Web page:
"Prime Minister Orban committed himself in the EPP council to follow and implement all the demands of the European Commission within the deadline set by the Commission," a spokesman of the European People's Party (EPP) told reporters.
While emphasizing that the government does not want to close the CEU, Orban's spokesman Bertalan Havasi told the Hungarian state newswire MTI the university should not "enjoy special privileges" even if the Hungarian government is ready to cooperate with the Commission.
"The rules in Hungary must apply in the same way to everyone," Havasi said.
In his words to the parliament, Orban defended the law as a "minor amendment" that applies not just to the CEU but other universities as well, calling the controversy surrounding the measure "absurd."
"It's almost like someone being accused of murder, then he's convicted, while the alleged victim is alive and kicking, moreover, pointing fingers at the convicted, crying 'Murderer'," Orban said.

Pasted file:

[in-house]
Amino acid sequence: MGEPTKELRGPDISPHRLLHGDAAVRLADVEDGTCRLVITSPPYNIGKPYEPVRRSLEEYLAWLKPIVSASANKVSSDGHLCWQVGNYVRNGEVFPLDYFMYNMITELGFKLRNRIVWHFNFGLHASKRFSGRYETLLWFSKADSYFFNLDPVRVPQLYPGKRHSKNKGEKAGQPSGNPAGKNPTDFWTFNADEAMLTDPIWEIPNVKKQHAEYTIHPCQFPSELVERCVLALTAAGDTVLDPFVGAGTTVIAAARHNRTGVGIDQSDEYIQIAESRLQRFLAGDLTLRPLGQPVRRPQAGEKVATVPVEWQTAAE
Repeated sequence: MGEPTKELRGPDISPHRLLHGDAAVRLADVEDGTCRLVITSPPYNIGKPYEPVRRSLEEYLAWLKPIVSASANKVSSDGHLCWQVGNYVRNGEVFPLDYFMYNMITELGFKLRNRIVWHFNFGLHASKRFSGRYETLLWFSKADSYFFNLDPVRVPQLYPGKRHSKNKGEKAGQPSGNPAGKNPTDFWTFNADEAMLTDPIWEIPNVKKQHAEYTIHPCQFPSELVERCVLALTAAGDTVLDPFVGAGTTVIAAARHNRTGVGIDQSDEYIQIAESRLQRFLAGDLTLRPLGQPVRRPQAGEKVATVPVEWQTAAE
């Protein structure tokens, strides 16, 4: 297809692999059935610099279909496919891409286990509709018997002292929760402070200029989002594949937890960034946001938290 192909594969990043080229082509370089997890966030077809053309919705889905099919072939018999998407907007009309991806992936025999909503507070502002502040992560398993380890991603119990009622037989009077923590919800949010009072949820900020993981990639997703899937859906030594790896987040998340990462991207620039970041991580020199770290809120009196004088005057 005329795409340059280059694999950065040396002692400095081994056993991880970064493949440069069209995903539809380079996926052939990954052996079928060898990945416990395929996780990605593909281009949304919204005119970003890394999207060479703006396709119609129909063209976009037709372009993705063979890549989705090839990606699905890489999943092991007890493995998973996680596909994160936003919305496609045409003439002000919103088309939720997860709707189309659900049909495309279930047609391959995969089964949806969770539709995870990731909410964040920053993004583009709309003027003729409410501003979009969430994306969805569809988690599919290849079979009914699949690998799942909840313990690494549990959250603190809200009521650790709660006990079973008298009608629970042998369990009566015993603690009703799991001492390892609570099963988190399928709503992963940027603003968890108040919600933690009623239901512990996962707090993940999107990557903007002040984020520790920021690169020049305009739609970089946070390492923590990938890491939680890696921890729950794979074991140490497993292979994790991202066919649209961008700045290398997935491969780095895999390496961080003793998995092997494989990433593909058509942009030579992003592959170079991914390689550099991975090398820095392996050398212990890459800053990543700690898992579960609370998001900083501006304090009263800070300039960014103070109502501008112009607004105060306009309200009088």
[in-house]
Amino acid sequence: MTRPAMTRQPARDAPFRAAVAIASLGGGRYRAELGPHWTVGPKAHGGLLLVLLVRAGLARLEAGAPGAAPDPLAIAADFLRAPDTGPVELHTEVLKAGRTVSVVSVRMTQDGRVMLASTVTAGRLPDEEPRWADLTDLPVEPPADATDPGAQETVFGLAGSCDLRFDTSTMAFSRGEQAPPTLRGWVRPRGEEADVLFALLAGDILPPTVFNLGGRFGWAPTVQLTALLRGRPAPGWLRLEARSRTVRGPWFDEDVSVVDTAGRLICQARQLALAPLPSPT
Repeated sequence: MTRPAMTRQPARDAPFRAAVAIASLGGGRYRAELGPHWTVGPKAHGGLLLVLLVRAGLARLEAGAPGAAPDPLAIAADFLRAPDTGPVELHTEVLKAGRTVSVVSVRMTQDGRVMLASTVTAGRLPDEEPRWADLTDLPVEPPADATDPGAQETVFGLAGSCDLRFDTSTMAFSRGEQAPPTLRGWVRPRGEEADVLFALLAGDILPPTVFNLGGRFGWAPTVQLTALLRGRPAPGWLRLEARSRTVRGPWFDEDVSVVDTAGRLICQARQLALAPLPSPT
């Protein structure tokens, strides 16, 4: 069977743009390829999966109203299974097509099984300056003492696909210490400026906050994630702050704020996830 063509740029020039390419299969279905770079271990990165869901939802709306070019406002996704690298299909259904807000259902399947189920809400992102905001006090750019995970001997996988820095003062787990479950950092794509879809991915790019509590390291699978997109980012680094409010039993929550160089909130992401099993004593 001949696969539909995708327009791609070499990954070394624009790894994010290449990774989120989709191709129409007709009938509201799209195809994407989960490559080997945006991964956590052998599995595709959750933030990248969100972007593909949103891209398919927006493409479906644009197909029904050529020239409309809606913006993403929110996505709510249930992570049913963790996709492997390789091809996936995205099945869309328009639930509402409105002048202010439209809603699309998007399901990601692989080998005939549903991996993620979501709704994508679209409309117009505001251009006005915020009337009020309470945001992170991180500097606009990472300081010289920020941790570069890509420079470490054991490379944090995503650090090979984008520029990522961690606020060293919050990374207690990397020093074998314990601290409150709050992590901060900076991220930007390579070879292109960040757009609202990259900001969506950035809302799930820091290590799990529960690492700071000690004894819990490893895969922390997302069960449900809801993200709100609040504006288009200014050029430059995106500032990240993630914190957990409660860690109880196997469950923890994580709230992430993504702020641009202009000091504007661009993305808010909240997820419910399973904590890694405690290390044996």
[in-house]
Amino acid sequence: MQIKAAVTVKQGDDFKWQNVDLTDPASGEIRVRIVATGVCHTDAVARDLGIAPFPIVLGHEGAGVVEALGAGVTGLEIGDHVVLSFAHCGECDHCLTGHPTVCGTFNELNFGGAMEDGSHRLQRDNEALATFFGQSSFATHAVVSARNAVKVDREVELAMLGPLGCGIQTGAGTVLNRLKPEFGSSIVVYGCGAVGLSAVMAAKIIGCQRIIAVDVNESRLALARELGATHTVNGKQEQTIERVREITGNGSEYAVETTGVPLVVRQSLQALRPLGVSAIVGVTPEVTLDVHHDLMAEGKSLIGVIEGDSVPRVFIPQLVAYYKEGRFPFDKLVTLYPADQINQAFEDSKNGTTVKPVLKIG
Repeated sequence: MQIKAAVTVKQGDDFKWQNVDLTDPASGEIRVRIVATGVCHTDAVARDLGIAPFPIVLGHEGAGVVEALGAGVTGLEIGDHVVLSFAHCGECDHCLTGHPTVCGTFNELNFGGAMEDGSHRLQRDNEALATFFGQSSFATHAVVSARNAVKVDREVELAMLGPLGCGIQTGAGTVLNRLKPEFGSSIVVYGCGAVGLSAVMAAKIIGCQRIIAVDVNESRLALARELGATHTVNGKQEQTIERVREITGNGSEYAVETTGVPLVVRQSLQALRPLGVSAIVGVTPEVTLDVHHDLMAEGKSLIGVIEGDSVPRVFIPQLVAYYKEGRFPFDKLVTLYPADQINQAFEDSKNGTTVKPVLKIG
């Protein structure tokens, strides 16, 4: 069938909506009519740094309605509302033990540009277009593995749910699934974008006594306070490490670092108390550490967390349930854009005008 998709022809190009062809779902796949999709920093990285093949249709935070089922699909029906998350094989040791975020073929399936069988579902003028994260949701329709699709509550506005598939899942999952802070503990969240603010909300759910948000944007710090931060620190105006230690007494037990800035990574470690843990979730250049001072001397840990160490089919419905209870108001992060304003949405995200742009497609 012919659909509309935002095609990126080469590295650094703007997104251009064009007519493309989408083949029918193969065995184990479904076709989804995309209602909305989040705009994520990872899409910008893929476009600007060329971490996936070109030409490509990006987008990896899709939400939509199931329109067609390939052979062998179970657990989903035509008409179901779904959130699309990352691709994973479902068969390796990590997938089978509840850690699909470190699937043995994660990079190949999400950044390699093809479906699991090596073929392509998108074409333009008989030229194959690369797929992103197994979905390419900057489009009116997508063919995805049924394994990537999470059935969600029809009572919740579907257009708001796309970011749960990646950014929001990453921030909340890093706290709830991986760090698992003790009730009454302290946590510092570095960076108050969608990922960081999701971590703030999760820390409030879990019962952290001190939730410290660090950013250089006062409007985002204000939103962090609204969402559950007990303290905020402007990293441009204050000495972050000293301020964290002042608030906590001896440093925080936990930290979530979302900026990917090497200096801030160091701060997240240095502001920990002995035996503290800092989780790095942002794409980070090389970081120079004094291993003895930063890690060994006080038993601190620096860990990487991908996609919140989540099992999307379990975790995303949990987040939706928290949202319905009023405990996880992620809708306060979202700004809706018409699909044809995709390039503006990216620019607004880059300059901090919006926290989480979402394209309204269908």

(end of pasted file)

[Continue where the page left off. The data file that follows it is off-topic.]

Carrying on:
He also criticized Soros directly, calling the noted philanthropist a "financial speculator" who was "attacking Hungary" and accused the billionaire of destroying "the lives of millions of Europeans with his financial speculations" and describing Soros as "an open enemy of the euro."
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'Hungary to act accordingly' - EPP leader
The meeting with parliament members came the same day the European Commission issued a month-long deadline for Budapest to adapt the law, insisting it wasn't compatible with internal market freedoms.
Following the meeting with EPP leaders, the group's president, Joseph Daul, said the EPP had "demanded from [Orban's party] Fidesz and from the Hungarian authorities that they take all necessary steps to comply with the Commission's request. Prime Minister Orban has reassured the EPP that Hungary will act accordingly."